I’m a fairly big proponent of people paying absolute costs as much as possible. When we feel the cost directly I think we make better decisions. If I know that driving my truck will cost me $x per mile (because that’s what it costs in reality) I may make a very different decision than if it effectively costs me $0 per mile as it does today. Instead of numerous short trips I may try to be more efficient or I may ride my bicycle or carpool. I

      If I’m a business delivering to numerous stores I may decide to partner with others so instead of five of us sending five trucks out to pretty much the same places we might be able to do the same thing with two trucks. Or someone might offer a consolidation service that does this for numerous businesses.

      1. Drew

        The problem with paying absolute costs directly is that it would disproportionally affect the poor. Likewise for the disabled, who may not have to option to bike, and who are often also poor. I like the idea of disincentivizing behavior, but solutions should be sensitive to social inequity.

        I like this article as a thought experiment, and for the point it makes, but I’m not sure it should be considered a policy proposal.

        1. Walker AngellWalker Angell Post author

          Completely separate issue. By this logic cars and food and housing and everything else should all cost the same. We should never pay more for better, faster, cheaper or more of something — we should not be responsible for our decisions and the impact that they have.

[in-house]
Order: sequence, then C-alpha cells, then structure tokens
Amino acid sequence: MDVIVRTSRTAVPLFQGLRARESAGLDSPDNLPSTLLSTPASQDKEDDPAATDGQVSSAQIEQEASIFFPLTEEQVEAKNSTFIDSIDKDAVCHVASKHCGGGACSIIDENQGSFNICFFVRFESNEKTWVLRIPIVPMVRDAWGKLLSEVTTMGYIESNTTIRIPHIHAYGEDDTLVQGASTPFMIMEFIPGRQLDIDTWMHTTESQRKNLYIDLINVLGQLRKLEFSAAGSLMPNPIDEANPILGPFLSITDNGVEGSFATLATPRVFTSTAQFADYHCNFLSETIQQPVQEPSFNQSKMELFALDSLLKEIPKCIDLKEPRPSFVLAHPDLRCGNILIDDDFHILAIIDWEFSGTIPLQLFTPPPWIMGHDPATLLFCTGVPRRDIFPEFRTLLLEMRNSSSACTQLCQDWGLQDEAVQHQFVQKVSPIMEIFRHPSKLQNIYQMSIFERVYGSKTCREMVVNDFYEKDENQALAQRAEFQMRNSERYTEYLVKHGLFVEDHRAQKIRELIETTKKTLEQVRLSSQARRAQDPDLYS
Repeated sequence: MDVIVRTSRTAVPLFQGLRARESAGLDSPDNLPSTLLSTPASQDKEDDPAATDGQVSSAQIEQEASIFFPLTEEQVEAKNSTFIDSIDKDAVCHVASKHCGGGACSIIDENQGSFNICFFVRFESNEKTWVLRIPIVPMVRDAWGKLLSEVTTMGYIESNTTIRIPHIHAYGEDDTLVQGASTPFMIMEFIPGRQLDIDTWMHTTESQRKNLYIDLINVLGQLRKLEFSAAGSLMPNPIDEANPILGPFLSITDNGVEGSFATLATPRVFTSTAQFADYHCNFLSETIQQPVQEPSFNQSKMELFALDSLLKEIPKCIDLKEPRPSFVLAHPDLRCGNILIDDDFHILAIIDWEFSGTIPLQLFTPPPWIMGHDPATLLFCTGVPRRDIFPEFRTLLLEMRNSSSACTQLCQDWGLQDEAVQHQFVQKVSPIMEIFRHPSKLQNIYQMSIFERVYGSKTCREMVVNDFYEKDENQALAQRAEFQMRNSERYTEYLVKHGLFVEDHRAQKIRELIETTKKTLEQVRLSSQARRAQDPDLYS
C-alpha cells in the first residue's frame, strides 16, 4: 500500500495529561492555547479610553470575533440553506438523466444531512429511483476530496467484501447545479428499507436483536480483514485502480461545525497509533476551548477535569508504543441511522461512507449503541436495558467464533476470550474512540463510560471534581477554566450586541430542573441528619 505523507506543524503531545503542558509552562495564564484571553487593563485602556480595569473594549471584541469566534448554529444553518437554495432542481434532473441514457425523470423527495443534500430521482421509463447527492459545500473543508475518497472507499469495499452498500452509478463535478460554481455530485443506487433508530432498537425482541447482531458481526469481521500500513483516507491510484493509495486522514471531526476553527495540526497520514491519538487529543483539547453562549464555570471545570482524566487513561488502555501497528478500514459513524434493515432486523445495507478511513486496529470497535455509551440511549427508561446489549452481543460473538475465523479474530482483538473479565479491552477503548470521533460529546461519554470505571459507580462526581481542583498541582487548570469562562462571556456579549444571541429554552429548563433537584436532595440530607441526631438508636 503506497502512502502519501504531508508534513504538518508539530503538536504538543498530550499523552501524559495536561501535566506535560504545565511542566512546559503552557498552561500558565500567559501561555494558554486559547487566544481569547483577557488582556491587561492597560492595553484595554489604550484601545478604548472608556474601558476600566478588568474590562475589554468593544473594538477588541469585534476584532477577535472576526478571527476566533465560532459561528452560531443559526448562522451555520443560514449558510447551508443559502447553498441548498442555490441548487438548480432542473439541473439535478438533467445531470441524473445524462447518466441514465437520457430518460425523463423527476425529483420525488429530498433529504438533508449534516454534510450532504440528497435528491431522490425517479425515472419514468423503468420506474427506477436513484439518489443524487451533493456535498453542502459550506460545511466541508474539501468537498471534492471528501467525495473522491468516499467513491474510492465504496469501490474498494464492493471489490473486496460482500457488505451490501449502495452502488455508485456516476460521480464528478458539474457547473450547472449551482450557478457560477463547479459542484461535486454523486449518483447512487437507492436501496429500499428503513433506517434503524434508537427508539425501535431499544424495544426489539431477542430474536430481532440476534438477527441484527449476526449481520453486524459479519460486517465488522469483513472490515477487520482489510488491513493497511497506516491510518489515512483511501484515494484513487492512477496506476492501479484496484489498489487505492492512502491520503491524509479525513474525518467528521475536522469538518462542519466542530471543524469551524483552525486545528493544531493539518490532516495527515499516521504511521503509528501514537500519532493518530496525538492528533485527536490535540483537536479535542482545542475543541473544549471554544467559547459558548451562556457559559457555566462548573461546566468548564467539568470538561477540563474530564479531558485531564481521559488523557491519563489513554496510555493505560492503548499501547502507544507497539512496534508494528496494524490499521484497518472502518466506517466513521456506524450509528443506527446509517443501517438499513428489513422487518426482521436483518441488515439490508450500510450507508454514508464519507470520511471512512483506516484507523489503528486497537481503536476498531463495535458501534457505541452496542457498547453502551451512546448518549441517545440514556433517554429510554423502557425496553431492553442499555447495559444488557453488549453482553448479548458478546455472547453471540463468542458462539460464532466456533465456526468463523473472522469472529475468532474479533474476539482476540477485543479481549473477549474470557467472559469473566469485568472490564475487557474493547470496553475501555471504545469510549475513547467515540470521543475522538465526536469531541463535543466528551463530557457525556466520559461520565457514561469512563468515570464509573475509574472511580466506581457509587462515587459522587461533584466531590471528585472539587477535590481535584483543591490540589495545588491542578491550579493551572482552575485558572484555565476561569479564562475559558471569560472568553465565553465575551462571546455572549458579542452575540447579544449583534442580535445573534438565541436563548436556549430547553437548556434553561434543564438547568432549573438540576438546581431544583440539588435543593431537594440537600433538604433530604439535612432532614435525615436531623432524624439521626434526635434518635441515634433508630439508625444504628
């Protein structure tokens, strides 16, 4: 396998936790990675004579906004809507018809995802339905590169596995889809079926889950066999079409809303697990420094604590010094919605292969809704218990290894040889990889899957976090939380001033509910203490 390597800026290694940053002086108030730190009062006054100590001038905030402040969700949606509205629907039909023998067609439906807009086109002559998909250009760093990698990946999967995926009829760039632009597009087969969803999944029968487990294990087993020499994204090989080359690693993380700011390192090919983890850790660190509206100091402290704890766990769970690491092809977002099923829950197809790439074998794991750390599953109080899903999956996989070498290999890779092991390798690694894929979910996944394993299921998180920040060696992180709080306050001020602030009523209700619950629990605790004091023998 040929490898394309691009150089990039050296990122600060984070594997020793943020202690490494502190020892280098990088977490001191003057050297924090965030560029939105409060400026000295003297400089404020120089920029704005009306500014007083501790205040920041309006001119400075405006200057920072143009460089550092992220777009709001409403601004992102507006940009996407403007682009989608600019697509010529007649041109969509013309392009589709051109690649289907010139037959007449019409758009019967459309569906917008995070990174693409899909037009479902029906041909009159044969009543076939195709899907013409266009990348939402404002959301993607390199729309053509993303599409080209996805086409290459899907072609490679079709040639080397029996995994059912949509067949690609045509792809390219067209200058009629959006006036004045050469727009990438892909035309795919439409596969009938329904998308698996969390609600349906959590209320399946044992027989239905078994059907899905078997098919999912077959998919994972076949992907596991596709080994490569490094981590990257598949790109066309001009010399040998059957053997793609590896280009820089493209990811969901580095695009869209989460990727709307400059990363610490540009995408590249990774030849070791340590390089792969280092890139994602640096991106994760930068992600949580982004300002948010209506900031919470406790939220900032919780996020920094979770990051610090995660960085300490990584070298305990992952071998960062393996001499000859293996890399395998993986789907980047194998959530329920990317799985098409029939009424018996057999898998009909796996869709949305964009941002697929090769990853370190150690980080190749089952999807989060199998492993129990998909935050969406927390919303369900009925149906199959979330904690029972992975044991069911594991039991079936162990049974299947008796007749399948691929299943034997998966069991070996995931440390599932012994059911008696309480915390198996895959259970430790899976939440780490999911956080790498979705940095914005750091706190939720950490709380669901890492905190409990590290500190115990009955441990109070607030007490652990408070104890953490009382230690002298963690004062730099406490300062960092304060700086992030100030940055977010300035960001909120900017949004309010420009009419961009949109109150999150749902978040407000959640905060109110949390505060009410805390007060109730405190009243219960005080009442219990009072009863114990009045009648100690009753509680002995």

But wait, there’s more…

          Let’s start with the poor. A transportation system that requires that all users pay equitably for what they use (E.G., what I have proposed above) will quite quickly shift towards much more walking, bicycling, and transit for nearly all users. This will actually disproportionally BENEFIT the poor and those with disabilities. They will gain much better and more affordable transportation options than what they have today. Walking or riding a bicycle or mobility scooter to work or the grocery will be much easier and safer than it is today. Eventually the same will likely happen with transit.

          Sometimes the best solution is to eliminate barriers rather than help people over them.

          Specific to folks with disabilities. At least from a road/street standpoint The Netherlands, thanks to more equitable treatment of various modes of transportation, is overwhelmingly the best place for people with most types of disabilities. And even more important than the transportation itself is that enabling folks with disabilities to safely move about via active transportation very significantly improves their mental and physical health.


          The solution is NOT to make it easier or more equitable for people with disabilities or strained finances to drive cars but to provide a solution that is better for all.

          1. Adron Hall

            I keep saying this too Walker. re: poor being hurt by paying market rates.